In garages and workshops all over Bo’ness, the sounds of sawing and rasping, hammering and frustration can be heard, whilst worried fathers, uncles, friends, neighbours and anyone else who is able bodied, plan, and build modest and gargantuan feats of genius outside front doors, over gates, or even across roads. My arch ( or was it a house frontage? I’ll check with Mr Pollock ) was modest in construction but lovingly put together and later cherished in the back garden until the damp wood separated and the “earywigs” became too numerous to bear.

I remember too a second Fair Medal as a Tyrolean Dancer, complete with lederhosen, bells nad bruised thighs, twirling Claire Jeffreys round the town in the Fair Procession, whilst Alistair Moore Championed Jean Dewar’s honour. I’m almost ashamed to say that I got a third medal, when there were those whose families were sadly missed out of the dressmaking and arch-building ritual. As undercover Public School boys, Alistair Paterson and I played on stage and marched round the town with Deanburn School Band under the energetic leadership of Jim Valance whilst secretly singing along to “2, 4, 6, 8, who do we appreciate. . . The Public!”

As an ex-Public Schoolboy, no longer incognito, it is a privilege to be writing this article, when this year the Public School will provide the Royal Retinue for 2002. It is also a delight to know that one of the members of staff of The Public School and latterly the Academy, will crown the Queen – Mrs Cullen or Margaret Begg to her elders. Like Margaret’s, my connections with the public school run back into the past. It was the school my Father attended as a young boy, albeit briefly, the school my Aunt Grace Livingstone and my Mother, Karen Darge, taught in – a job which she loved.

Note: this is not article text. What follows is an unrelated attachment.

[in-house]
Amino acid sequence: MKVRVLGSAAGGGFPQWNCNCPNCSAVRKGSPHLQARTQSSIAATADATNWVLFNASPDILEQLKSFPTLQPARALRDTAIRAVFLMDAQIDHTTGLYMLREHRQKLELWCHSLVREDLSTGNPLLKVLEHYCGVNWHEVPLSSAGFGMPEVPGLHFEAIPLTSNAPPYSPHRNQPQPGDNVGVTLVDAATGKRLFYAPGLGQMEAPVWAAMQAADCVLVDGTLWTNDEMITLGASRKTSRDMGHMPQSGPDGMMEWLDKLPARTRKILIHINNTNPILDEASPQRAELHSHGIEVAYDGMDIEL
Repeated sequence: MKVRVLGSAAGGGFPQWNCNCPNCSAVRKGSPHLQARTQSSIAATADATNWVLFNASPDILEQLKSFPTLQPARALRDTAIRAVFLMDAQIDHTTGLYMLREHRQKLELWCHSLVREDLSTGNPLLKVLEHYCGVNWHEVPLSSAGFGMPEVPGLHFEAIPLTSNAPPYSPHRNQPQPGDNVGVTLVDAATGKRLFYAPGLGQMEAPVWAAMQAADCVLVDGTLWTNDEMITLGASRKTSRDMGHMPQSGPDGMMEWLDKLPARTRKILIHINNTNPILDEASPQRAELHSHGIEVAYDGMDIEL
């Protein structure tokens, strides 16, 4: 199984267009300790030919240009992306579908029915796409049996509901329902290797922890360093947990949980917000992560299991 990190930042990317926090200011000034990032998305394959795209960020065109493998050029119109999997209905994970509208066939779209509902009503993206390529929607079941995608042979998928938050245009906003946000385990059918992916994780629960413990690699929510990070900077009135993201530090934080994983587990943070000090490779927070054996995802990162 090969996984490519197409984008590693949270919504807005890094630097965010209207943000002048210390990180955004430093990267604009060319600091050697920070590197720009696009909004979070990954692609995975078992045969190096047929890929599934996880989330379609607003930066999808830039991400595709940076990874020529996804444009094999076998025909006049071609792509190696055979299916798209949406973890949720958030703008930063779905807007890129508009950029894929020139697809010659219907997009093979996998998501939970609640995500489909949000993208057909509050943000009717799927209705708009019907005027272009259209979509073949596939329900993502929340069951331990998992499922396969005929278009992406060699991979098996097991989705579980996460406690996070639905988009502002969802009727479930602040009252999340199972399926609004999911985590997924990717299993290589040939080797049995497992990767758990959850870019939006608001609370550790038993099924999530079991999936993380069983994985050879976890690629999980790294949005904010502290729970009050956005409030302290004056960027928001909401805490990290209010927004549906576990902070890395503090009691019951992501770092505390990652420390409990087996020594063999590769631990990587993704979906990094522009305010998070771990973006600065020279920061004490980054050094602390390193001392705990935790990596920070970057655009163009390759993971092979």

Indeed, it was while still a teacher, that my Mother was bestowed with one of the greatest honours a woman could receive in Bo’ness – she crowned Kirsty Lockwood Queen. Being born and bred in a small village in Norway, I think she may have been the first foreigner to carry out this prestigious task. Indeed Bo’ness Fair is internationalist in its outlook – it is not just about our town as we have welcomed school bands from Norway for many. Some of you may remember two Norwegian Bo’nessians, Ruth McIntosh and my Mother, striding out in front of them, proudly wearing their national costumes. For the past few years we have also been host to a South African School as well as the incredible array of Pipe and Brass Bands from all round the globe – including Linlithgow.

Sometimes to really find out what a place is like, you need to discover a different perspective from outside the picture. As a moody teenager, my perspective was distorted, skewed. But my return to Bo’ness as a teacher has changed my view – I now see Bo’ness as I once saw it as a child, as a magical place. Having lived in many other cities and towns in Scotland, I know Bo’ness is an extraordinary town. It is a place where magic does happen; where for just one day in the year, adult’s lives are of no importance and children literally and metaphorically take centre stage. It is where a community celebrates what, after all, is our future, our town’s youth.